Review Summary: A strong follow up to a groundbreaking debut release, Black Heart Market is clearly a well thought out, more technical album, however it lacks the heaviness of The Goswel Divorce.3 of 3 thought this review was well written
Black Heart Market Review
After going on hiatus following their 2009 debut release 'The Goswell Divorce', the announcement that Hester Prynne were going to craft a new album depending on fans donating into their 'kickstarter' account left deathcore enthusiasts worldwide scraping together their hard-earned pennies to enable the band to make a follow up to, in my opinion, one of the best deathcore LP's of all time. The question is however, was it worth it?
'Black Heart Market' showcases the Kansas group in a completely new light to TGD, as it contains less typical distinguishable characterics that would be found in a deathcore album. The first impressions that I recieved from listening were not all positive as I would have hoped. The first song contains a not so great introduction section, which seems to be inspired from some weird take on jungle music? It basically sounds like it was created in a East-London garage by a DJ and someone who can open string breakdowns on a downtuned guitar if I'm being brutally honest. This was not necessarily the best start to the eagerly anticipated album for me.
The band has also implemented the use of clean vocals into their music too. This was something that took me by surprise, although the feeling of shock was not negative, nor positive. For example, Hester Prynne pull off this technique here much better than Chelsea Grin did in their abysmal 'Evolve' EP, however that is not a mean feat to achieve. The cleans work well at times, although they become repetitive and seem to be unecessary as the album progresses and the listener grows weary of them.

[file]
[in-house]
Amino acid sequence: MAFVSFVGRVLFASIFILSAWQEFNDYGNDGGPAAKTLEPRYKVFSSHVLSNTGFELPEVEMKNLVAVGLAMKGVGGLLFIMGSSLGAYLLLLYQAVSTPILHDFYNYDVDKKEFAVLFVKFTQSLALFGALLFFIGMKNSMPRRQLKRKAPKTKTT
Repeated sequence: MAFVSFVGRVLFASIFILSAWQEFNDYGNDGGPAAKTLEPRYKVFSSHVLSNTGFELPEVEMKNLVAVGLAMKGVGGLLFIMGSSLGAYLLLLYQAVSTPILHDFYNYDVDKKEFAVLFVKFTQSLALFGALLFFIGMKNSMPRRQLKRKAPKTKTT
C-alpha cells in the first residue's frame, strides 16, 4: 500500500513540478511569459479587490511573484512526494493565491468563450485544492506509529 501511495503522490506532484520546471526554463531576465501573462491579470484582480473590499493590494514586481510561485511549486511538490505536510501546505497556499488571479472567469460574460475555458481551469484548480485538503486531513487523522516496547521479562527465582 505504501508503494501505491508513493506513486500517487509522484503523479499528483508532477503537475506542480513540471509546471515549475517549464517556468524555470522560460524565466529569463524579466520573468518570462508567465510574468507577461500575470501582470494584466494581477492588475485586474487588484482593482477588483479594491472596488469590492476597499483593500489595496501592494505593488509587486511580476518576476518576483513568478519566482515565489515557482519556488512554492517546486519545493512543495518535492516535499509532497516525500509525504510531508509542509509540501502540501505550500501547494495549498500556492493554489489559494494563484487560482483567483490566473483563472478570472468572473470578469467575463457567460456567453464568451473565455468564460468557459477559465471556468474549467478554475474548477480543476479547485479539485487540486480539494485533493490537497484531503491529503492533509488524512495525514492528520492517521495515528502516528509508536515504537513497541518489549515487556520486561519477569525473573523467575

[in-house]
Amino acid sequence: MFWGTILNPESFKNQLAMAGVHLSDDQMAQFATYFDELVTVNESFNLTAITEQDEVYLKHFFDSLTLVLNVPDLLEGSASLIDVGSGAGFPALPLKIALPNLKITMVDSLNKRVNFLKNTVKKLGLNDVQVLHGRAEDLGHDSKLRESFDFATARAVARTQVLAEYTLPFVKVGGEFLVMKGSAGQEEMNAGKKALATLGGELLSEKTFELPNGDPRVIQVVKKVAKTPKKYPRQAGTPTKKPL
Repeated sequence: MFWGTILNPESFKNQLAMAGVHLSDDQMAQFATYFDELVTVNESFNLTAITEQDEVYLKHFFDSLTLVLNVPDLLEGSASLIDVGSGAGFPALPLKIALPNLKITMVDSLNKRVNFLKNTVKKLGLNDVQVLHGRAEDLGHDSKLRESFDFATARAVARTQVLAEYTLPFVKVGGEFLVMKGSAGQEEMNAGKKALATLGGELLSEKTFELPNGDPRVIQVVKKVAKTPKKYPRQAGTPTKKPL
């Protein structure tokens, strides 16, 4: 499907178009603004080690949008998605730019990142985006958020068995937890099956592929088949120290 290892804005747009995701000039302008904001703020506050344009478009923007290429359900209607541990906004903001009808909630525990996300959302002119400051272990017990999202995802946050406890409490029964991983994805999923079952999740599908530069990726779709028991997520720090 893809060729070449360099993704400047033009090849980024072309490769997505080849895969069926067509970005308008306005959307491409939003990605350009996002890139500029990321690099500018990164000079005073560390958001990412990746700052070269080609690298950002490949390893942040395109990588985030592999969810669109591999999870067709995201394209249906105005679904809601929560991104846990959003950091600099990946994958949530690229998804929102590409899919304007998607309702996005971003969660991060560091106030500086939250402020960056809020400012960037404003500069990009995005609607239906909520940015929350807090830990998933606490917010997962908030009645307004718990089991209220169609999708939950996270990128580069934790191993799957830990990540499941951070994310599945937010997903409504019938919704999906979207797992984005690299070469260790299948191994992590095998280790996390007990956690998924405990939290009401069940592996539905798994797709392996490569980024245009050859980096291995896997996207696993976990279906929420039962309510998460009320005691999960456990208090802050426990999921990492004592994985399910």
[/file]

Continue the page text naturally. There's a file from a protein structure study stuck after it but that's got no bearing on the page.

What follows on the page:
Now, for the positives, which this album seems to contain endless amounts of. Firstly, the lyrical content is incredible; a personal favourite of mine: 'choose your poison, and join the sick' from the album title track, 'Black Heart Market.' The pre-recorded interludes are also very well selected; in the fivth track we hear a know-it-all, angry redneck commit a murder after arguing with a cop, and in 'Dancing with the Devil in the Pale Moonlight' the snippet at the beginning of the song is of a serial killer taunting his victim. The range of vocals is also extremely impressive, with piercing highs and crushing lows being interchangeably used throughout the release.
The instrumentation is great too; the guitars complement the vocals and fit perfectly around them, and the few solos that are found in the longer tracks like 'Grimy' are pleasant on the ear as well. The drumming is rather standard however, but there are no faults admittedly, and the sound doesn't sound overly engineered. The album is mixed very well; everything fits together and I didn't have to strain to hear an individual part.
Overall, I cannot fault Hester Prynne's valiant effort with 'Black Heart Market'. It is clear that the band want to stand out from the crowd and not fit into the generic deathcore category that we all know so well. In my opinion, the proggy parts are a bit overkill at times, although I can understand that the band are trying to cater for a more broad audience. Taking this into account, I don't think Hester Prynne have written a masterpiece here, but the album deserves the credit it is due as it is evident that lots of effort has gone into this this creation. The future of Hester Prynne isn't easy to forsee, but I hope they carry on making music and build on 'Black Heart Market' with more releases. 3.5